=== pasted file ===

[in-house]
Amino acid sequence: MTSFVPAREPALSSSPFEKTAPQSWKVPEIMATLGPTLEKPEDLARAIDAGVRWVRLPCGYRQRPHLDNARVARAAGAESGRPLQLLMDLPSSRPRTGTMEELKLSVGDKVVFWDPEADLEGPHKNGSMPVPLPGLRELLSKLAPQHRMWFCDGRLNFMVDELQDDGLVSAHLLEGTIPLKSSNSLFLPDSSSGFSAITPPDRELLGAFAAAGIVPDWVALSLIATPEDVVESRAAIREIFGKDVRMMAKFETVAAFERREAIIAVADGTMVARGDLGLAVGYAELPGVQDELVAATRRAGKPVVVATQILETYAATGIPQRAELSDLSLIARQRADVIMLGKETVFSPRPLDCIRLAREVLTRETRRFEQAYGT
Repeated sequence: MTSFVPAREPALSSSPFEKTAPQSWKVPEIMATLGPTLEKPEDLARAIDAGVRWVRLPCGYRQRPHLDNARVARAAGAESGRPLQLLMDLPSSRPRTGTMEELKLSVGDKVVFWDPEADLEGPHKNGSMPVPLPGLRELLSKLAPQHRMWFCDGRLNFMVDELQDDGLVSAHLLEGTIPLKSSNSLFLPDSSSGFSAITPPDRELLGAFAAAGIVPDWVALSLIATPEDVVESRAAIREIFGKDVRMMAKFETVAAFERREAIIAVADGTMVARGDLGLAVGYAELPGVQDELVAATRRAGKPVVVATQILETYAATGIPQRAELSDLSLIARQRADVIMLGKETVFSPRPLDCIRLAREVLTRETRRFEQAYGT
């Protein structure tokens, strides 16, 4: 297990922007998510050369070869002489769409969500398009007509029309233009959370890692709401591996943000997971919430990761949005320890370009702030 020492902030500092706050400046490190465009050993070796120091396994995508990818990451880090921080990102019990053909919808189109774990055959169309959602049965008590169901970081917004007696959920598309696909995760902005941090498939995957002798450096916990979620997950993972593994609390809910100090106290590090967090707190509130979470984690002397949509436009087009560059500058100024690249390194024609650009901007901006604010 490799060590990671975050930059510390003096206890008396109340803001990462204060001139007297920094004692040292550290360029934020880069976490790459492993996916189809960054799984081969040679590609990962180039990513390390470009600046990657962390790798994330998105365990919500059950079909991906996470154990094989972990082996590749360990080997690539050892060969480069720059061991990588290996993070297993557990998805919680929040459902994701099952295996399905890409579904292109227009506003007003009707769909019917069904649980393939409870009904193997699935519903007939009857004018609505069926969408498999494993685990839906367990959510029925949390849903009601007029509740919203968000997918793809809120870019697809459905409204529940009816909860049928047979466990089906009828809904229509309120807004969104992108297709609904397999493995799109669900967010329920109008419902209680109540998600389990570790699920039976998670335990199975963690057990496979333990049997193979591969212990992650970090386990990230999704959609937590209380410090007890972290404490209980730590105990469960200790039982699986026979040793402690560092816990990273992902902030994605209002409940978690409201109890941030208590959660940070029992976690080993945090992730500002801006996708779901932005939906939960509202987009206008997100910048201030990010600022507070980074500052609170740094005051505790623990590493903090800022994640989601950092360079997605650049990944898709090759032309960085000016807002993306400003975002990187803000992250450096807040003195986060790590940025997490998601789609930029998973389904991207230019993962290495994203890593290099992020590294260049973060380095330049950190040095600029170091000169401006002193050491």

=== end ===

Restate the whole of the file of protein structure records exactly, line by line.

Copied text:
[in-house]
Amino acid sequence: MTSFVPAREPALSSSPFEKTAPQSWKVPEIMATLGPTLEKPEDLARAIDAGVRWVRLPCGYRQRPHLDNARVARAAGAESGRPLQLLMDLPSSRPRTGTMEELKLSVGDKVVFWDPEADLEGPHKNGSMPVPLPGLRELLSKLAPQHRMWFCDGRLNFMVDELQDDGLVSAHLLEGTIPLKSSNSLFLPDSSSGFSAITPPDRELLGAFAAAGIVPDWVALSLIATPEDVVESRAAIREIFGKDVRMMAKFETVAAFERREAIIAVADGTMVARGDLGLAVGYAELPGVQDELVAATRRAGKPVVVATQILETYAATGIPQRAELSDLSLIARQRADVIMLGKETVFSPRPLDCIRLAREVLTRETRRFEQAYGT
Repeated sequence: MTSFVPAREPALSSSPFEKTAPQSWKVPEIMATLGPTLEKPEDLARAIDAGVRWVRLPCGYRQRPHLDNARVARAAGAESGRPLQLLMDLPSSRPRTGTMEELKLSVGDKVVFWDPEADLEGPHKNGSMPVPLPGLRELLSKLAPQHRMWFCDGRLNFMVDELQDDGLVSAHLLEGTIPLKSSNSLFLPDSSSGFSAITPPDRELLGAFAAAGIVPDWVALSLIATPEDVVESRAAIREIFGKDVRMMAKFETVAAFERREAIIAVADGTMVARGDLGLAVGYAELPGVQDELVAATRRAGKPVVVATQILETYAATGIPQRAELSDLSLIARQRADVIMLGKETVFSPRPLDCIRLAREVLTRETRRFEQAYGT
């Protein structure tokens, strides 16, 4: 297990922007998510050369070869002489769409969500398009007509029309233009959370890692709401591996943000997971919430990761949005320890370009702030 020492902030500092706050400046490190465009050993070796120091396994995508990818990451880090921080990102019990053909919808189109774990055959169309959602049965008590169901970081917004007696959920598309696909995760902005941090498939995957002798450096916990979620997950993972593994609390809910100090106290590090967090707190509130979470984690002397949509436009087009560059500058100024690249390194024609650009901007901006604010 490799060590990671975050930059510390003096206890008396109340803001990462204060001139007297920094004692040292550290360029934020880069976490790459492993996916189809960054799984081969040679590609990962180039990513390390470009600046990657962390790798994330998105365990919500059950079909991906996470154990094989972990082996590749360990080997690539050892060969480069720059061991990588290996993070297993557990998805919680929040459902994701099952295996399905890409579904292109227009506003007003009707769909019917069904649980393939409870009904193997699935519903007939009857004018609505069926969408498999494993685990839906367990959510029925949390849903009601007029509740919203968000997918793809809120870019697809459905409204529940009816909860049928047979466990089906009828809904229509309120807004969104992108297709609904397999493995799109669900967010329920109008419902209680109540998600389990570790699920039976998670335990199975963690057990496979333990049997193979591969212990992650970090386990990230999704959609937590209380410090007890972290404490209980730590105990469960200790039982699986026979040793402690560092816990990273992902902030994605209002409940978690409201109890941030208590959660940070029992976690080993945090992730500002801006996708779901932005939906939960509202987009206008997100910048201030990010600022507070980074500052609170740094005051505790623990590493903090800022994640989601950092360079997605650049990944898709090759032309960085000016807002993306400003975002990187803000992250450096807040003195986060790590940025997490998601789609930029998973389904991207230019993962290495994203890593290099992020590294260049973060380095330049950190040095600029170091000169401006002193050491």